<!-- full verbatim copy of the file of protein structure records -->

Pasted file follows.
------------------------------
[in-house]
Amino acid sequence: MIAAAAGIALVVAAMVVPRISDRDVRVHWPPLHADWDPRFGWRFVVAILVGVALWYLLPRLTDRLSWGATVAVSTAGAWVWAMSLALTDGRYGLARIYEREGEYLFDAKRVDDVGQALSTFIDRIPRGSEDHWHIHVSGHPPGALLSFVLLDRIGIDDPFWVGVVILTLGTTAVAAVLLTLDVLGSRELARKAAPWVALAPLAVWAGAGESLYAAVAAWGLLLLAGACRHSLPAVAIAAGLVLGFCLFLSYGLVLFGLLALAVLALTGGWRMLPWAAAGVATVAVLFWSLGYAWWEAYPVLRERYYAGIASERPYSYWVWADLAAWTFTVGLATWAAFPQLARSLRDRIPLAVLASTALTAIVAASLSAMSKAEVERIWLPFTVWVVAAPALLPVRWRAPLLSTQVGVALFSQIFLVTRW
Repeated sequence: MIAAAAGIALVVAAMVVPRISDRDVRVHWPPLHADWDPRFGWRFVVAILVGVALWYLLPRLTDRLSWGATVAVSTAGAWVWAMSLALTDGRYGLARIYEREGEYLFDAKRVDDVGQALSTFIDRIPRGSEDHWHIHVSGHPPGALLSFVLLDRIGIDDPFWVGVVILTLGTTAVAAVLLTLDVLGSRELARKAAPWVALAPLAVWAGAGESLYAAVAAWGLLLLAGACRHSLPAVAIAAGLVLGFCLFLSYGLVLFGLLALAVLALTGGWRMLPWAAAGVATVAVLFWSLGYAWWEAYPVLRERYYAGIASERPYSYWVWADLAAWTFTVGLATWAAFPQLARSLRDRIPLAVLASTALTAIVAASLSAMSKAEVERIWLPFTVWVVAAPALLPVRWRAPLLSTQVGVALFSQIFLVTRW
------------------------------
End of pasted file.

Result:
[in-house]
Amino acid sequence: MIAAAAGIALVVAAMVVPRISDRDVRVHWPPLHADWDPRFGWRFVVAILVGVALWYLLPRLTDRLSWGATVAVSTAGAWVWAMSLALTDGRYGLARIYEREGEYLFDAKRVDDVGQALSTFIDRIPRGSEDHWHIHVSGHPPGALLSFVLLDRIGIDDPFWVGVVILTLGTTAVAAVLLTLDVLGSRELARKAAPWVALAPLAVWAGAGESLYAAVAAWGLLLLAGACRHSLPAVAIAAGLVLGFCLFLSYGLVLFGLLALAVLALTGGWRMLPWAAAGVATVAVLFWSLGYAWWEAYPVLRERYYAGIASERPYSYWVWADLAAWTFTVGLATWAAFPQLARSLRDRIPLAVLASTALTAIVAASLSAMSKAEVERIWLPFTVWVVAAPALLPVRWRAPLLSTQVGVALFSQIFLVTRW
Repeated sequence: MIAAAAGIALVVAAMVVPRISDRDVRVHWPPLHADWDPRFGWRFVVAILVGVALWYLLPRLTDRLSWGATVAVSTAGAWVWAMSLALTDGRYGLARIYEREGEYLFDAKRVDDVGQALSTFIDRIPRGSEDHWHIHVSGHPPGALLSFVLLDRIGIDDPFWVGVVILTLGTTAVAAVLLTLDVLGSRELARKAAPWVALAPLAVWAGAGESLYAAVAAWGLLLLAGACRHSLPAVAIAAGLVLGFCLFLSYGLVLFGLLALAVLALTGGWRMLPWAAAGVATVAVLFWSLGYAWWEAYPVLRERYYAGIASERPYSYWVWADLAAWTFTVGLATWAAFPQLARSLRDRIPLAVLASTALTAIVAASLSAMSKAEVERIWLPFTVWVVAAPALLPVRWRAPLLSTQVGVALFSQIFLVTRW